The Badlees Archives

Badlees' homecoming is a very good night

by Alan K. Stout
Times Leader Staff Writer

April 7, 1996

The Badlees are off for a big arena tour with Bob Seger.
The Badlees are off for a big arena tour with Bob Seger.

Local favorites and national recording artists The Badlees rolled into the Wilkes-Barre area Friday evening, using their homecoming show at the Woodlands Inn & Resort in Plains Township as an opportunity to showcase new material, dig out a few old favorites and blow off some steam.

Friday's show came on the eve of a national tour with Bob Seger when The Badlees will be playing 20,000-seat arenas for the next several weeks. After recently returning from a month-long stint opening for Edwin McCain, the band appeared thrilled to be headlining a big show in the town that has adopted the band as its own. A record crowd of 1,400 was on hand.

Opening the set with the rhythm guitar-driven "Angels of Mercy," vocalist Pete Palladino's soaring vocals immediately boomed through the Grand Ballroom, setting the tone for what would be a remarkable first set.

The stomping "Nothing Much of Anything" followed, and fans were given an early listen to a stirring newly written number, "The Battle of Dick & Jane."

Two Jeff Feltenberger-penned tunes, the moving "Ore Hill" and the newly-written "34 Winters" were among the show's highlights. The latter, a despondent tale of a mid-life divorce, showcases Feltenberger's powerful and soaring backing vocals which have become an integral part of The Badlees' harmony-based sound.

Unlike their opening-act slots on tours with Gregg Allman, Page/Plant and Edwin McCain — where they've been limited to 40-minute sets featuring music from "River Songs" — The Badlees regional shows allow them to play longer sets with a wider variety of material. Here, where fans have been following the band for years, older, regionally released tunes such as "Dirty Neon Times," "Back Where We Came From" and "The Next Big Thing" were welcome and appreciated.

Selections from the nationally released "River Songs" were prevalent throughout the show, with the dynamically arranged "Bendin' The Rules" demonstrating the band's harder edge, the breezy pop flow of "Gwendolyn" offering fans the chance to dance in the ballroom and the mandolin-enhanced hit "Fear of Falling" providing the perfect ticket for a sing-along.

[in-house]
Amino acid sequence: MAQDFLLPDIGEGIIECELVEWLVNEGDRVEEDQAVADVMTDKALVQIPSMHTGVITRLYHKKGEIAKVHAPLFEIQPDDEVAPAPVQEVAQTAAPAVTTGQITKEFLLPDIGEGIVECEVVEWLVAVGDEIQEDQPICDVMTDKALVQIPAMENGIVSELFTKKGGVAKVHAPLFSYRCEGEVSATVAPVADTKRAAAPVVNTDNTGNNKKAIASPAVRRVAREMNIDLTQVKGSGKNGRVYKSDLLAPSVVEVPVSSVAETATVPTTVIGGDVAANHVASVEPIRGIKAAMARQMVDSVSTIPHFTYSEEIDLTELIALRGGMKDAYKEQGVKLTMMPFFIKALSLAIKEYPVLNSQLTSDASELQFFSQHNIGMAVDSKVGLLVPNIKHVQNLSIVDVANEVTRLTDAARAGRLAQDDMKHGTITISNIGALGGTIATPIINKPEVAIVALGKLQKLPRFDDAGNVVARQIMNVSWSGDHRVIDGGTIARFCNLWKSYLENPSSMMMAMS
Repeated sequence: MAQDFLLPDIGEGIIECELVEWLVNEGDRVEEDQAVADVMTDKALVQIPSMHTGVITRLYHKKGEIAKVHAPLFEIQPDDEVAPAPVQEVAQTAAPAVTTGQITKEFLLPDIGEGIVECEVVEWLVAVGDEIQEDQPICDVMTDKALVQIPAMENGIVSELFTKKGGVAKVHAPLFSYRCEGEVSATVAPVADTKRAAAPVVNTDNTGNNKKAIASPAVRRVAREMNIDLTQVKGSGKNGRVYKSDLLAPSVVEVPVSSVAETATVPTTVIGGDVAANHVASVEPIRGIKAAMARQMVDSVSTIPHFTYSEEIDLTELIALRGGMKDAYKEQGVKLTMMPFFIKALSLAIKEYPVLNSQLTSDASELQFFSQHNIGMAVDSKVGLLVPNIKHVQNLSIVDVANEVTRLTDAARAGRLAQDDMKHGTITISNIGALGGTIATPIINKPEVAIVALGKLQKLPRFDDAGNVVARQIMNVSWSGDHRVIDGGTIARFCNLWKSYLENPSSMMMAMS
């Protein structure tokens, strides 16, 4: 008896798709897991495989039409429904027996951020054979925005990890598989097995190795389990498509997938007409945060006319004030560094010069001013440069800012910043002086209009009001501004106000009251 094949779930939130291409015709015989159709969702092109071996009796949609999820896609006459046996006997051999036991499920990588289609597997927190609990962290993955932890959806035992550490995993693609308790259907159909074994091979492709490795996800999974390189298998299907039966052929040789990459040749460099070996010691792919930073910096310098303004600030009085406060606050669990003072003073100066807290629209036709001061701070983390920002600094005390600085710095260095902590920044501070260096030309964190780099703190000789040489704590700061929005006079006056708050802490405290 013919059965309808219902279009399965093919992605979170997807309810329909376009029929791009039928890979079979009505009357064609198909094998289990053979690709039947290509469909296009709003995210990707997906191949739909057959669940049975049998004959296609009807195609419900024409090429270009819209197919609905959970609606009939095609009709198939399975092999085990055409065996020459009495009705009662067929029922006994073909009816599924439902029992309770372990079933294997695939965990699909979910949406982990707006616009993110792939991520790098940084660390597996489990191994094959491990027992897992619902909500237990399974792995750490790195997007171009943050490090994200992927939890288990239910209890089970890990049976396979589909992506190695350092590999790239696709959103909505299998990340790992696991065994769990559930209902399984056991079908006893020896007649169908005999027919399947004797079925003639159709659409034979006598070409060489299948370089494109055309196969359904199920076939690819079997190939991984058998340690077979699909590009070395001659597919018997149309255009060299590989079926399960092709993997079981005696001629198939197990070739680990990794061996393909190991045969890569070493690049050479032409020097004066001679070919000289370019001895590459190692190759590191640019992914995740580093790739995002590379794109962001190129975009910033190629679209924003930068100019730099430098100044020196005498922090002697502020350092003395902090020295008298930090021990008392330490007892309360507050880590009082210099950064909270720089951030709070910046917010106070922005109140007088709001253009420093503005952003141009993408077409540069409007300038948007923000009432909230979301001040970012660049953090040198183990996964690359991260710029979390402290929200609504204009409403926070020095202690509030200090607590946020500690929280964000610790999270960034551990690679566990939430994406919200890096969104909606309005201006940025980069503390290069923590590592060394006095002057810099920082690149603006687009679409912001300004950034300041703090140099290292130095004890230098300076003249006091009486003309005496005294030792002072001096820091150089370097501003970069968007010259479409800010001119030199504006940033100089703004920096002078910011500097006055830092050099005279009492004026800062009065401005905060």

Palladino — telling the crowd the band was looking forward to hitting the road with Seger — led the group through the Seger classic "Old Time Rock 'n' Roll," and guitarist Bret Alexander took lead vocals on Seger's "Night Moves" and "Turn The Page." The set ended with a riveting cover of The Beatles' harmony-laced "Rain."

Enjoying the hometown spirit, the band returned for encores. Palladino, jokingly playing with the crowd, took random requests, some of which the band knew and were able to perform. After stumbling through tunes by Collective Soul and Blues Traveler, the band rolled through covers of the Allman Brothers' "Ain't Wasting Time," bluegrass favorite "Rocky Top" and a hilarious rendition of the church hymn "Kumbaya" — with Feltenberger's Elvis-like vocals and Paul Smith's high pitched squeals drawing roars from the crowd.

The show ended with a cover of a long-time Badlees' favorite, The Beatles "I've Just Seen A Face."

Although comical antics and fun-filled covers have been a common trait at the end of Badlees' shows for years, they've never out-shined or taken precedent over their own well-crafted material.

Not surprisingly, the biggest number of the evening came about midway through the set, with the performance of "Angeline Is Coming Home." Bringing an immediate roar from the crowd, the regional smash had added meaning on an evening that was clearly very special.

In what turned out being The Badlees' biggest crowd ever in Wilkes-Barre, the show also served as a video release party for the music video "Angeline Is Coming Home" — with the clip constantly being played on five TV screens in the room. Throughout the evening, a sense that things are only just beginning for these long-time area favorites was prevalent, and the idea that The Badlees may be "coming home" much less frequently was a bittersweet reality.

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